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Lewy Body Dementia

Overview

Lewy body dementia (LBD) is an umbrella term encompassing two subtypes of dementia: dementia with Lewy bodies (DLB) and Parkinson's disease dementia (PDD). Both subtypes are characterised by alterations in cognition, movement, behaviour, and mood. These conditions are part of a spectrum of Lewy body disease that also includes Parkinson's disease. As of 2014, LBD was the most commonly misdiagnosed form of dementia.

The exact cause of LBD is unknown but involves widespread deposits of abnormal protein clumps, known as Lewy bodies and Lewy neurites, in the neurons of the brain. These deposits affect both the central and autonomic nervous systems.

The fifth revision of the Diagnostic and Statistical Manual of Mental Disorders (DSM-5) identifies Lewy body disease as the causative subtype of dementia with Lewy bodies, and Parkinson's disease as the causative subtype of Parkinson's disease dementia.

Lewy bodies primarily affect the cortical regions in DLB and the subcortical basal ganglia in PDD.

Classification

LBD is part of the synucleinopathies group, which also includes Parkinson's disease. These conditions share features such as parkinsonian motor symptoms, neuropsychiatric symptoms, impaired cognition, sleep disorders, and visual hallucinations. The distinction between DLB and PDD lies in the timing of cognitive and motor symptom onset.

Generally, DLB is diagnosed when cognitive symptoms appear before or simultaneously with parkinsonism, while PDD is diagnosed when Parkinson's disease is well established before the onset of dementia.

MeSH categorises Lewy body disease under several listings, including as a nervous system disease, a neurodegenerative disorder, and a neurocognitive disorder.

Cause and Mechanisms

DLB and PDD are thought to share a common pathophysiological mechanism, with both conditions lying at opposite ends of a Lewy body disease spectrum. The shared component is the presence of protein deposits in Lewy bodies and Lewy neurites, which develop from the aggregation of misfolded alpha-synuclein.

Although these misfolded proteins are implicated in neurotransmitter release and vesicle turnover, their direct neurodegenerative effects remain unclear. Despite differences in symptom onset timing, DLB and PDD show similar neuropathological changes at autopsy, suggesting genetic overlap and a continuum between the two conditions.

Diagnosis

DLB and PDD have similar neuropathological features but differ in the timing of symptom appearance. DLB is diagnosed when cognitive symptoms begin before or at the same time as parkinsonism, while PDD is diagnosed when dementia occurs after Parkinson's disease is well established.

Epidemiology

LBD accounts for 5% to 25% of diagnosed dementias in older adults. As of 2014, approximately 1.3 million people in the US and 140,000 in the UK were affected by LBD. The condition usually develops after the age of 50, with men being more likely to be diagnosed than women.

Prognosis

The life expectancy of individuals with LBD is reduced, with an average range of five to eight years following diagnosis.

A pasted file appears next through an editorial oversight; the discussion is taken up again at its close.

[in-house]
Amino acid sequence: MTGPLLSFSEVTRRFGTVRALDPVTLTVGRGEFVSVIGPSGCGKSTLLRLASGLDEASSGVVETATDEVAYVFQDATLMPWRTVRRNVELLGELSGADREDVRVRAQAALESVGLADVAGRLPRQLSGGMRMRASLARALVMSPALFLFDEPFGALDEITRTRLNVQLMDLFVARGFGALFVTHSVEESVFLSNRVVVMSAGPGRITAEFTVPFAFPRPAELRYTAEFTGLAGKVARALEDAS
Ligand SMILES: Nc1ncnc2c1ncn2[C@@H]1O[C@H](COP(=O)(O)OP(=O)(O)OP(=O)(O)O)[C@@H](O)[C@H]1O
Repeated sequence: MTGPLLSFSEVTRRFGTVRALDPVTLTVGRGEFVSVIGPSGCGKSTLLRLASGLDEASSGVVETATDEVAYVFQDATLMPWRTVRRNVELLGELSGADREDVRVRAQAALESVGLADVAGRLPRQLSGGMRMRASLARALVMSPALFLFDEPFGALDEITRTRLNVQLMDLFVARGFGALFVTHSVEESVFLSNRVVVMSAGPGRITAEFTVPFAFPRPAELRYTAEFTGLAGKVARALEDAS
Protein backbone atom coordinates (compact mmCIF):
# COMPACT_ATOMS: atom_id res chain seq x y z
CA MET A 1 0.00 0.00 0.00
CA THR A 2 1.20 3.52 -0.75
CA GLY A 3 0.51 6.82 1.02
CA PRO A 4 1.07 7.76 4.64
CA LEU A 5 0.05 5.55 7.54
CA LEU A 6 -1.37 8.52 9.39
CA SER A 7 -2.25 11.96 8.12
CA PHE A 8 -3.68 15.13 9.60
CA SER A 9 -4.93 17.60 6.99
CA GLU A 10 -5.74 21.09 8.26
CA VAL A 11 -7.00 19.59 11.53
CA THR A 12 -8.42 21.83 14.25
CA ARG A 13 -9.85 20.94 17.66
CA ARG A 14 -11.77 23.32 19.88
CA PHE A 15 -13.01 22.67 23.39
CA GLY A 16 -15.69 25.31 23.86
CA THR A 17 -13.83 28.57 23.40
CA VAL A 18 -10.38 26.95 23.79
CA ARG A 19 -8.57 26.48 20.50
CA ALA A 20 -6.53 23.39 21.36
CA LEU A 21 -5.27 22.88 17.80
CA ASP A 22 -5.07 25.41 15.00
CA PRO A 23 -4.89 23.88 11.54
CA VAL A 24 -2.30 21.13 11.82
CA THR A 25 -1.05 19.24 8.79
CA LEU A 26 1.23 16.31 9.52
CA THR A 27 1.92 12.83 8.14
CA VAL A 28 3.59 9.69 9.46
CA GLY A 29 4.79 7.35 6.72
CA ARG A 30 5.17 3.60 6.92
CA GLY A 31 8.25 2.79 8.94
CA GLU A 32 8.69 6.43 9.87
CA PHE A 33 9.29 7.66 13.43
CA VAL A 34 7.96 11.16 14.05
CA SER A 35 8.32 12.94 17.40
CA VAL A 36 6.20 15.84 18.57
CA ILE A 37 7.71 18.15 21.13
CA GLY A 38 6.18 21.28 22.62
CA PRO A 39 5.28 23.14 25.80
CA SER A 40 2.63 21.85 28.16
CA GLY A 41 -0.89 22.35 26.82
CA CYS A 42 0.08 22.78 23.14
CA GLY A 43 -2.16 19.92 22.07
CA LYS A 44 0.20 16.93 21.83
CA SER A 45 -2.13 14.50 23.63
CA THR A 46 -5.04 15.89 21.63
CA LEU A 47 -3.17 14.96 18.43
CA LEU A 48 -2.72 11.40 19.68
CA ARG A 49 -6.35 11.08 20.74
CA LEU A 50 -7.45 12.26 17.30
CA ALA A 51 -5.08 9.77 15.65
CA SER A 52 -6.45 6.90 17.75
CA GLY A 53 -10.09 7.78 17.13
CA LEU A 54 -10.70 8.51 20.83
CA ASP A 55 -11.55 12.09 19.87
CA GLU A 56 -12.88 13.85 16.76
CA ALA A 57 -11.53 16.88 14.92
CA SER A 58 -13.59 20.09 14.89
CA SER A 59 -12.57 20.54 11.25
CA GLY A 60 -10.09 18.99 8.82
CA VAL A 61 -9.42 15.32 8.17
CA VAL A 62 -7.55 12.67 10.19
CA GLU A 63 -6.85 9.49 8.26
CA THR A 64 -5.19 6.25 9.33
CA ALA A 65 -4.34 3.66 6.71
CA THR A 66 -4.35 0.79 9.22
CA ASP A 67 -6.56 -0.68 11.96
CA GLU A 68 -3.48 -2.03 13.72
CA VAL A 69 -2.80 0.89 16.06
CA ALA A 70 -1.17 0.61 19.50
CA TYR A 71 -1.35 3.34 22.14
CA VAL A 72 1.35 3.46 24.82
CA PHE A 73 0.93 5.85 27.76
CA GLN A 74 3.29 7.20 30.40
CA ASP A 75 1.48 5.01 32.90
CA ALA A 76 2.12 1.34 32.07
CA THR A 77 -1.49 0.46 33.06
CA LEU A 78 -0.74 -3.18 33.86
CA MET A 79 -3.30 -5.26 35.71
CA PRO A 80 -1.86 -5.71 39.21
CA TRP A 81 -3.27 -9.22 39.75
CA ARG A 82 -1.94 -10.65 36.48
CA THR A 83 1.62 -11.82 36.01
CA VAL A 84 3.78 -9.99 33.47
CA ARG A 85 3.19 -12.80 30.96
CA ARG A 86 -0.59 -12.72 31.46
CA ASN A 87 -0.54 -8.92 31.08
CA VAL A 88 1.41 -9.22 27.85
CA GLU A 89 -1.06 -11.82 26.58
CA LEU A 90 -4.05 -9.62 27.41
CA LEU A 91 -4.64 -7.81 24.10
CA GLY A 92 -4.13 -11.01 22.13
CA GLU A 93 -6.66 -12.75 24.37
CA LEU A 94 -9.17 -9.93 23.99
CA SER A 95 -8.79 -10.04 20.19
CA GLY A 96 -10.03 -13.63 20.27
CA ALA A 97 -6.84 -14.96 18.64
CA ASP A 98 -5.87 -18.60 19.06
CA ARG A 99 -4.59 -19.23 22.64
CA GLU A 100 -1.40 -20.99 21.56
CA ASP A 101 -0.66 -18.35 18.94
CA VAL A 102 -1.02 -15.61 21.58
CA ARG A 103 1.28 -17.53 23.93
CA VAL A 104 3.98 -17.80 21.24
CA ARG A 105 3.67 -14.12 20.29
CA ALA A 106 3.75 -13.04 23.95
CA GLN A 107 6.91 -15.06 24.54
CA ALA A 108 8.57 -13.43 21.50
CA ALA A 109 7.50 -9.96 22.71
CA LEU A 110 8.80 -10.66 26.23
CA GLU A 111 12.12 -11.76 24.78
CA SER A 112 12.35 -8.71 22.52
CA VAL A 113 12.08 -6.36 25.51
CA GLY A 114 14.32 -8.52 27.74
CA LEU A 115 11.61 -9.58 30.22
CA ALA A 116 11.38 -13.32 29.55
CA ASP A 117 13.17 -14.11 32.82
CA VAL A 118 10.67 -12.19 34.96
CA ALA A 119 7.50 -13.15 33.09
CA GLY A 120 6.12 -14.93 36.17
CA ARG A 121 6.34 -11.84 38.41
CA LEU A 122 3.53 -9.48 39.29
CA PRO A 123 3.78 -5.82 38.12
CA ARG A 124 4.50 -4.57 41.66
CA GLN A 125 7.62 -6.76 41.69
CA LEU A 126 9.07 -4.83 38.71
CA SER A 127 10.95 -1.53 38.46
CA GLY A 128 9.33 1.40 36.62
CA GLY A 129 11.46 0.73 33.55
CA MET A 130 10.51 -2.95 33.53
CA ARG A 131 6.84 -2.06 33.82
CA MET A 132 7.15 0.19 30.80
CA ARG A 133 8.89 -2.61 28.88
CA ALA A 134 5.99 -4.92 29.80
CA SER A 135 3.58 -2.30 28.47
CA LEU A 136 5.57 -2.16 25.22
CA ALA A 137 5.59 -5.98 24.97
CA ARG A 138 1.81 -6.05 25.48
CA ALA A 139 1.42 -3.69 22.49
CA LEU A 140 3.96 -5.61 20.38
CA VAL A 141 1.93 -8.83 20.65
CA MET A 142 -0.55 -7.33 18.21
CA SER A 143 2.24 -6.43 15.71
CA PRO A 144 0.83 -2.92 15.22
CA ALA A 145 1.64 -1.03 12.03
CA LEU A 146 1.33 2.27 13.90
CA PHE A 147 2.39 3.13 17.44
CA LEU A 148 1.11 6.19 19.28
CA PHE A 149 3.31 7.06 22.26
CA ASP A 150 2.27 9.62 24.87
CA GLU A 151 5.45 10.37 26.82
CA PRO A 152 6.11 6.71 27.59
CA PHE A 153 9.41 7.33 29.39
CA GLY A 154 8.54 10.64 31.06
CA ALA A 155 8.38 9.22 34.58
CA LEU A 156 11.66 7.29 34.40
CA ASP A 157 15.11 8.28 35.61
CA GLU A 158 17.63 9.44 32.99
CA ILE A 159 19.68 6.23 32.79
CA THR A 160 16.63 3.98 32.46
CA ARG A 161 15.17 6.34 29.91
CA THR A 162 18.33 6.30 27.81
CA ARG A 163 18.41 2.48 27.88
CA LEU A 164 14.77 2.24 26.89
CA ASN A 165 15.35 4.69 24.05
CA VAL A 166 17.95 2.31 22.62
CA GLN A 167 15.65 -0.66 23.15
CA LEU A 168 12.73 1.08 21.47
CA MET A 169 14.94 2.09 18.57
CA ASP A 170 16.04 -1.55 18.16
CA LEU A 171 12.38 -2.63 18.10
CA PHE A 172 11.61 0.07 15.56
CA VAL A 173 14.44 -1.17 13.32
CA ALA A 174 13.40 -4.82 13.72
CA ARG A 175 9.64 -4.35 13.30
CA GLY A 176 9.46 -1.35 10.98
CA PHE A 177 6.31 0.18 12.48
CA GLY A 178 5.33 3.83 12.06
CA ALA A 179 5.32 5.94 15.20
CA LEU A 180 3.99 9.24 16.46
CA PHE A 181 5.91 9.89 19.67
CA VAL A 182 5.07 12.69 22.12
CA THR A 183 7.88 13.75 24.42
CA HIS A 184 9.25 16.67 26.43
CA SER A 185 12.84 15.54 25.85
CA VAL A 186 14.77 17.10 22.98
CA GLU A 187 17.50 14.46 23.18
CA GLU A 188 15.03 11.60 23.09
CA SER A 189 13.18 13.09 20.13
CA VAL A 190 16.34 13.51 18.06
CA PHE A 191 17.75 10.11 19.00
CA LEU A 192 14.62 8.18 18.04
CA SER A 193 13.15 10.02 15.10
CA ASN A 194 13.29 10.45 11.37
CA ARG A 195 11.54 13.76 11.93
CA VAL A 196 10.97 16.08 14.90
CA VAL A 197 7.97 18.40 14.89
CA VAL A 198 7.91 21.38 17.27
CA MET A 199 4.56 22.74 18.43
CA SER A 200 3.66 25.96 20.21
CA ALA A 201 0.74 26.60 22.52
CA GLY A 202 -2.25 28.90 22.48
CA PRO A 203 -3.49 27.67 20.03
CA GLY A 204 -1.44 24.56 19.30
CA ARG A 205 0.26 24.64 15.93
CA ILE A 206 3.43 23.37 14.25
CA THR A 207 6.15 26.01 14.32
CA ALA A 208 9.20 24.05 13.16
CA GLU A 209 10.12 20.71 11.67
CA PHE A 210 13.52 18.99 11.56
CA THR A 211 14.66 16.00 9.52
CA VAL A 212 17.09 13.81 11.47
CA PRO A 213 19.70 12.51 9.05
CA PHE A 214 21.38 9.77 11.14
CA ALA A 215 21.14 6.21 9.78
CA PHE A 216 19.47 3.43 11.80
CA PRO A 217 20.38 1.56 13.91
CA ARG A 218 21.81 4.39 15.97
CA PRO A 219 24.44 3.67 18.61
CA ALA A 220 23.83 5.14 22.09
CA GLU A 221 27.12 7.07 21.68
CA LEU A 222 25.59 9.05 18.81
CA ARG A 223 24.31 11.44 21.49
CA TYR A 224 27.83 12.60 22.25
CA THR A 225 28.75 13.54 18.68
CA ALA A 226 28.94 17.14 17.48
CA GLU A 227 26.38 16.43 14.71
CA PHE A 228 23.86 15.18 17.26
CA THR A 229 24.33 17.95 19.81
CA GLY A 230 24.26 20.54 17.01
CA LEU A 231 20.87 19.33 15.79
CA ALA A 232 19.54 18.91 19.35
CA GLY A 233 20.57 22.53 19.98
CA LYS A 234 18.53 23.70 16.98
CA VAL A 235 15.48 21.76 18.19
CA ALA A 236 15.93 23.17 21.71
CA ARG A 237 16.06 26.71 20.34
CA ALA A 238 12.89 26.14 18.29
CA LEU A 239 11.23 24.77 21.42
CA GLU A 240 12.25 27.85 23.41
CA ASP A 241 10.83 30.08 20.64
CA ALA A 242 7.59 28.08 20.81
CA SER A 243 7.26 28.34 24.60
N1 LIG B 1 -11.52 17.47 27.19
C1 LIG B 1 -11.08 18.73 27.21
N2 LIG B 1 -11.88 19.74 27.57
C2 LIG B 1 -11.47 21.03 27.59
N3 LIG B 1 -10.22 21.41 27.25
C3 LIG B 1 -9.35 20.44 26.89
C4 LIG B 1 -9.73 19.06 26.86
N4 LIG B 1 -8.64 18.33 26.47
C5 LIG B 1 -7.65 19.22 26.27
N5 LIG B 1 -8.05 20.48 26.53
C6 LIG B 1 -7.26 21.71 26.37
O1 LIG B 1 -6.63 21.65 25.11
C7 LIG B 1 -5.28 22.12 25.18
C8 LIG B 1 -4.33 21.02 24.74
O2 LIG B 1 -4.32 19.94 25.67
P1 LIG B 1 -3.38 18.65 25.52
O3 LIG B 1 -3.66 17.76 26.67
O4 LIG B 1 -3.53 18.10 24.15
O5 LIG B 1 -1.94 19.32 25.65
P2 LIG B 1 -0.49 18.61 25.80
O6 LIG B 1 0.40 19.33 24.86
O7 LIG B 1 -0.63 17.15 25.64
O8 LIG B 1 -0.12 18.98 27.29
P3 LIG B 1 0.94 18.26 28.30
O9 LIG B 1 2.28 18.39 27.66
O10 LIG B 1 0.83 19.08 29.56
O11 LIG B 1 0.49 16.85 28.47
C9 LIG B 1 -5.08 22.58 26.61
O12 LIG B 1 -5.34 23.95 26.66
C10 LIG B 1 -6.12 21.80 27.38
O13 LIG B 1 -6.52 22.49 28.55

Society and Culture

Advocacy and Awareness

As of 2014, LBD was the most commonly misdiagnosed form of dementia. General awareness of LBD lags behind that of Parkinson's and Alzheimer's diseases, despite LBD being the second most common dementia after Alzheimer's.

Misdiagnosis can have significant health consequences, as individuals with LBD have severe sensitivity to antipsychotics. Organisations such as the Lewy Body Dementia Association (LBDA) and the UK Lewy Body Society promote awareness and provide support, helping reduce healthcare costs and stress for families.

Notable Individuals

Robin Williams (shown in 2011): his widow said he was diagnosed on autopsy with Lewy bodies.
Robin Williams (shown in 2011): his widow said he was diagnosed on autopsy with Lewy bodies.

Robin Williams, the American actor and comedian, experienced symptoms of depression, anxiety, and paranoia before his suicide in 2014. An autopsy revealed diffuse Lewy body disease, a condition more commonly referred to as diffuse Lewy body dementia. This terminology highlights the underlying pathological process of Lewy bodies spread throughout the brain.


Self-assessment MCQs (single best answer)

What are the two subtypes of Lewy Body Dementia (LBD)?



What protein is primarily involved in the formation of Lewy bodies and Lewy neurites?



Which of the following is a key difference between DLB and PDD?



What is the estimated percentage of diagnosed dementias in older adults that LBD accounts for?



Which organisation is dedicated to promoting awareness and providing support for those affected by LBD in the US?



What is the average life expectancy following a diagnosis of LBD?



Which notable individual was diagnosed with diffuse Lewy body disease on autopsy?



Which of the following symptoms is commonly seen in individuals with LBD?



What does the fifth revision of the Diagnostic and Statistical Manual of Mental Disorders (DSM-5) identify as the causative subtype of dementia with Lewy bodies?



In what year was LBD reported to be the most commonly misdiagnosed form of dementia?



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